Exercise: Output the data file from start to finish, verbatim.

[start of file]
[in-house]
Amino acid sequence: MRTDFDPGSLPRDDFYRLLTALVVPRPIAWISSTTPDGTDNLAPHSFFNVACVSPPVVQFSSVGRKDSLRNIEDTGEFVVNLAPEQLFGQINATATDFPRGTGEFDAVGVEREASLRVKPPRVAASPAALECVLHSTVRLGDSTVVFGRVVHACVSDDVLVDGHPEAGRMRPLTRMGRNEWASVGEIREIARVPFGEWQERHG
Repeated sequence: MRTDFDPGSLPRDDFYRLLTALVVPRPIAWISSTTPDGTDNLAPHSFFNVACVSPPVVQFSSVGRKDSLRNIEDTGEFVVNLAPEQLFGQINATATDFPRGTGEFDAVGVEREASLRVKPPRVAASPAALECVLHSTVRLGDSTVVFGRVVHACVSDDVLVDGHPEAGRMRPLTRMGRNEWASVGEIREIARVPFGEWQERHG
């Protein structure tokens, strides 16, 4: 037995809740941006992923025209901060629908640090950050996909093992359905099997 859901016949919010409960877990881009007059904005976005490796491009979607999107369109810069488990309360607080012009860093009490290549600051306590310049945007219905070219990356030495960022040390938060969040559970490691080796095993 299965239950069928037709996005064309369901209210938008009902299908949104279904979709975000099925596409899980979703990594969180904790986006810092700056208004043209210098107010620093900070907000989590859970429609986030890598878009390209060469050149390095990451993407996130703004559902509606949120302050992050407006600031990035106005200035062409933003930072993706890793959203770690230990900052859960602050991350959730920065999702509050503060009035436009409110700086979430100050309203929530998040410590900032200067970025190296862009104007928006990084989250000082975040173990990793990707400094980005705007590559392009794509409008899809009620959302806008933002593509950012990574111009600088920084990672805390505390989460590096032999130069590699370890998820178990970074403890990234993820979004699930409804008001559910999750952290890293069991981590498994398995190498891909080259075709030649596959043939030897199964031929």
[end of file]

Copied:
[in-house]
Amino acid sequence: MRTDFDPGSLPRDDFYRLLTALVVPRPIAWISSTTPDGTDNLAPHSFFNVACVSPPVVQFSSVGRKDSLRNIEDTGEFVVNLAPEQLFGQINATATDFPRGTGEFDAVGVEREASLRVKPPRVAASPAALECVLHSTVRLGDSTVVFGRVVHACVSDDVLVDGHPEAGRMRPLTRMGRNEWASVGEIREIARVPFGEWQERHG
Repeated sequence: MRTDFDPGSLPRDDFYRLLTALVVPRPIAWISSTTPDGTDNLAPHSFFNVACVSPPVVQFSSVGRKDSLRNIEDTGEFVVNLAPEQLFGQINATATDFPRGTGEFDAVGVEREASLRVKPPRVAASPAALECVLHSTVRLGDSTVVFGRVVHACVSDDVLVDGHPEAGRMRPLTRMGRNEWASVGEIREIARVPFGEWQERHG
């Protein structure tokens, strides 16, 4: 037995809740941006992923025209901060629908640090950050996909093992359905099997 859901016949919010409960877990881009007059904005976005490796491009979607999107369109810069488990309360607080012009860093009490290549600051306590310049945007219905070219990356030495960022040390938060969040559970490691080796095993 299965239950069928037709996005064309369901209210938008009902299908949104279904979709975000099925596409899980979703990594969180904790986006810092700056208004043209210098107010620093900070907000989590859970429609986030890598878009390209060469050149390095990451993407996130703004559902509606949120302050992050407006600031990035106005200035062409933003930072993706890793959203770690230990900052859960602050991350959730920065999702509050503060009035436009409110700086979430100050309203929530998040410590900032200067970025190296862009104007928006990084989250000082975040173990990793990707400094980005705007590559392009794509409008899809009620959302806008933002593509950012990574111009600088920084990672805390505390989460590096032999130069590699370890998820178990970074403890990234993820979004699930409804008001559910999750952290890293069991981590498994398995190498891909080259075709030649596959043939030897199964031929």